Barbara was to sit in the Carlyle pew that day, for she thought the farther she was from the justice the better; there was no knowing but he might take a sly revengeful cut at the feather in the middle of service, and so dock its beauty. Scarcely were they seated when some strangers came quietly up the aisle — a gentleman who limped as he walked, with a furrowed brow and gray hair; and a young lady. Barbara looked round with eagerness, but looked away again; they could not be the expected strangers, the young lady’s dress was too plain — a clear-looking muslin dress for a hot summer’s day. But the old beadle in his many-caped coat, was walking before them sideways with his marshalling baton, and he marshaled them into the East Lynne pew, unoccupied for so many years.
“Who in the world can they be?” whispered Barbara to Miss Carlyle. “That old stupid is always making a mistake and putting people into the wrong places.”
“The earl and Lady Isabel.”
The color flushed into Barbara’s face, and she stared at Miss Corny. “Why, she has no silks, and no feathers, and no anything!” cried Barbara. “She’s plainer than anybody in the church!”
“Plainer than any of the fine ones — than you, for instance. The earl is much altered, but I should have known them both anywhere. I should have known her from the likeness to her poor mother — just the same eyes and sweet expression.”
Aye, those brown eyes, so full of sweetness and melancholy; few who had once seen could mistake or forget them; and Barbara Hare, forgetting where she was, looked at them much that day.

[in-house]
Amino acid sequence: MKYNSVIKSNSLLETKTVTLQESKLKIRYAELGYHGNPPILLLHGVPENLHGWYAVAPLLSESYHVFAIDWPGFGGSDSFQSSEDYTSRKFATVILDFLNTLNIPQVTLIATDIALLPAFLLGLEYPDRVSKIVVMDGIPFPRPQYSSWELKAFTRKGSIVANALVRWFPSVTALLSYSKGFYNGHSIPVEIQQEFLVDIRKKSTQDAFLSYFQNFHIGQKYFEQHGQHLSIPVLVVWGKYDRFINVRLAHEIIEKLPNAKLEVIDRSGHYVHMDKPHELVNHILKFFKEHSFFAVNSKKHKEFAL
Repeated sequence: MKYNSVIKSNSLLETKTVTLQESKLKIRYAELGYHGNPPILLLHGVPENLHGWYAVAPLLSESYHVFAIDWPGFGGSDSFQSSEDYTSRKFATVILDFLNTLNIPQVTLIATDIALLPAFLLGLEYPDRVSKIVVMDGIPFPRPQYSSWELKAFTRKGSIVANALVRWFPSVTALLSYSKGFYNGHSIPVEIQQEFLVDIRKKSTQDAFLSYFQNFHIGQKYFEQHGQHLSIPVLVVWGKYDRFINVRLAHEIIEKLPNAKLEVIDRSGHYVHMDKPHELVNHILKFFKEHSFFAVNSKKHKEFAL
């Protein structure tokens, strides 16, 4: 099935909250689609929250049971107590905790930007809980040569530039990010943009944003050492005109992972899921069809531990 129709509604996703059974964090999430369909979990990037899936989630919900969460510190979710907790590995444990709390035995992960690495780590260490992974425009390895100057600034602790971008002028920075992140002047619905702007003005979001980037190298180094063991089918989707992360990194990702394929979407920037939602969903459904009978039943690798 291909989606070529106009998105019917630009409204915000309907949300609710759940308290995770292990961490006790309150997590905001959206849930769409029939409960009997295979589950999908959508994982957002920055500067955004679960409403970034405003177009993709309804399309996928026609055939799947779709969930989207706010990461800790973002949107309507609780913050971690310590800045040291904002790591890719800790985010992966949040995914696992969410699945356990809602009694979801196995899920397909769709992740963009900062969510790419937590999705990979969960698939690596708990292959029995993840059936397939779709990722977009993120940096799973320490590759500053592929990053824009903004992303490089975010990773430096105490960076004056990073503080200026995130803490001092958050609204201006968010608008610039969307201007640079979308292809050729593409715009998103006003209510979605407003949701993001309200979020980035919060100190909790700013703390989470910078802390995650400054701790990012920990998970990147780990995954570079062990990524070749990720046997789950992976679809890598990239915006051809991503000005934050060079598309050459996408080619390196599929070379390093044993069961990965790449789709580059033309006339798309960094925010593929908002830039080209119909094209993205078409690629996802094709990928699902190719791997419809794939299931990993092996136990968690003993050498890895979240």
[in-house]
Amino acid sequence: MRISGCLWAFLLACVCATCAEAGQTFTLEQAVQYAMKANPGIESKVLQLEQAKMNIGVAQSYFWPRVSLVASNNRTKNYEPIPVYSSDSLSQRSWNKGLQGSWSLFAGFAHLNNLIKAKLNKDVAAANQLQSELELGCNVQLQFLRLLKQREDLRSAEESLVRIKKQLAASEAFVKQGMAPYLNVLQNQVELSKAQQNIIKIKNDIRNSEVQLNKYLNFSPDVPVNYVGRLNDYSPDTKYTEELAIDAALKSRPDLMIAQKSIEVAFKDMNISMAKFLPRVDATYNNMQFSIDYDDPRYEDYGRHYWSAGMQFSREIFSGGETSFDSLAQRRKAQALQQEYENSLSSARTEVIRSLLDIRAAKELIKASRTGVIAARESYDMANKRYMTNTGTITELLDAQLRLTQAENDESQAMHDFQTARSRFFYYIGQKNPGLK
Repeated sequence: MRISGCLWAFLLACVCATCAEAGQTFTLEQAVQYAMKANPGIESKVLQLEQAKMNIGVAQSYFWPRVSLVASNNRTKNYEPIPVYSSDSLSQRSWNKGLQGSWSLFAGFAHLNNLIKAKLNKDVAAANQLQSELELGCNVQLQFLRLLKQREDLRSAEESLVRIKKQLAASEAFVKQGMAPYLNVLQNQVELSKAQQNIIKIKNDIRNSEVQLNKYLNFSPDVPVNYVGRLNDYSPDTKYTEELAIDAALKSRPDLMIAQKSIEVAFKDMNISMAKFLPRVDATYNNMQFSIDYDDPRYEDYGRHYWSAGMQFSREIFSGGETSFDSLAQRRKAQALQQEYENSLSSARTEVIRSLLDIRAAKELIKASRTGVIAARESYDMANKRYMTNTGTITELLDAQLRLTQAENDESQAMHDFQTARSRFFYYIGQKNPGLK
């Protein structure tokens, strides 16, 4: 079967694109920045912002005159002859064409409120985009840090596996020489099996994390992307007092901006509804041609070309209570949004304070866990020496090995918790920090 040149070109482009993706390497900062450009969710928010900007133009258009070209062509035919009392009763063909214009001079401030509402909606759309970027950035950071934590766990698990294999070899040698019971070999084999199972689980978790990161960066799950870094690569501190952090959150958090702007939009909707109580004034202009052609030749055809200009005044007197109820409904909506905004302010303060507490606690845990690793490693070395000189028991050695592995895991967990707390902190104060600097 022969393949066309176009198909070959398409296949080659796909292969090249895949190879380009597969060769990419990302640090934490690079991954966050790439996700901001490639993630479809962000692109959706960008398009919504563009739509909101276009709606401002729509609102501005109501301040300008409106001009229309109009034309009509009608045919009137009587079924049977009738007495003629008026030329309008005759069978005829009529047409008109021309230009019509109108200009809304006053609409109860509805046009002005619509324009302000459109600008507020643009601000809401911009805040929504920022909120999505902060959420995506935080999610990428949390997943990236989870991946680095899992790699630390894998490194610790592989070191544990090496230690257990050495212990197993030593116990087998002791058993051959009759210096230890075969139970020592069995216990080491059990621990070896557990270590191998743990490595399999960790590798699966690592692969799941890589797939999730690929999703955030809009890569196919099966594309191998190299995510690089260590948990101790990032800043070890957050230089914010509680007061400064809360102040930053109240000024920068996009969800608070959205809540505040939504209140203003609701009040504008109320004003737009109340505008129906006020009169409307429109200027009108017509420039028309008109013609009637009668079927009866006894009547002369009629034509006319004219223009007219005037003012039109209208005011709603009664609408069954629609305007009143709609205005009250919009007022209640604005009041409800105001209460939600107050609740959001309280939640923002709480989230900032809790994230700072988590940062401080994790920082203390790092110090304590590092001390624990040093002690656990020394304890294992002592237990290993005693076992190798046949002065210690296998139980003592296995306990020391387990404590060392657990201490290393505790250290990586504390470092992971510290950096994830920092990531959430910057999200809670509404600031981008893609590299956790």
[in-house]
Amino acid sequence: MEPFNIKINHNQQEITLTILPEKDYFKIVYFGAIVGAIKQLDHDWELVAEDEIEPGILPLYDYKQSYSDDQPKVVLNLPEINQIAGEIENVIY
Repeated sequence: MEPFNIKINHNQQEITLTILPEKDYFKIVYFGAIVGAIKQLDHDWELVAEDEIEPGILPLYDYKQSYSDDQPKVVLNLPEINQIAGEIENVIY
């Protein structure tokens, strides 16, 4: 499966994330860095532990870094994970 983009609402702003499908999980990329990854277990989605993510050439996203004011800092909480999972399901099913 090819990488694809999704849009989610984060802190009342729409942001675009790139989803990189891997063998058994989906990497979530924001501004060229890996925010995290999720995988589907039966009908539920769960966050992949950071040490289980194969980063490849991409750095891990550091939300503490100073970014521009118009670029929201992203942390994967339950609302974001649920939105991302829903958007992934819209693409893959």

“She is very lovely,” thought Barbara, “and her dress is certainly that of a lady. I wish I had not had this streaming pink feather. What fine jackdaws she must deem us all!”
The earl’s carriage, an open barouche, was waiting at the gate, at the conclusion of the service. He handed his daughter in, and was putting his gouty foot upon the step to follow her, when he observed Mr. Carlyle. The earl turned and held out his hand. A man who could purchase East Lynne was worthy of being received as an equal, though he was but a country lawyer.
Mr. Carlyle shook hands with the earl, approached the carriage and raised his hat to Lady Isabel. She bent forward with her pleasant smile, and put her hand into his.
“I have many things to say to you,” said the earl. “I wish you would go home with us. If you have nothing better to do, be East Lynne’s guest for the remainder of the day.”
He smiled peculiarly as he spoke, and Mr. Carlyle echoed it. East Lynne’s guest! That is what the earl was at present. Mr. Carlyle turned aside to tell his sister.
“Cornelia, I shall not be home to dinner; I am going with Lord Mount Severn. Good-day, Barbara.”
Mr. Carlyle stepped into the carriage, was followed by the earl, and it drove away. The sun shone still, but the day’s brightness had gone out for Barbara Hare.
“How does he know the earl so well? How does he know Lady Isabel?” she reiterated in her astonishment.
“Archibald knows something of most people,” replied Miss Corny. “He saw the earl frequently, when he was in town in the spring, and Lady Isabel once or twice. What a lovely face hers is!”
Barbara made no reply. She returned home with Miss Carlyle, but her manner was as absent as her heart, and that had run away to East Lynne.
Last updated Monday, December 22, 2014 at 10:55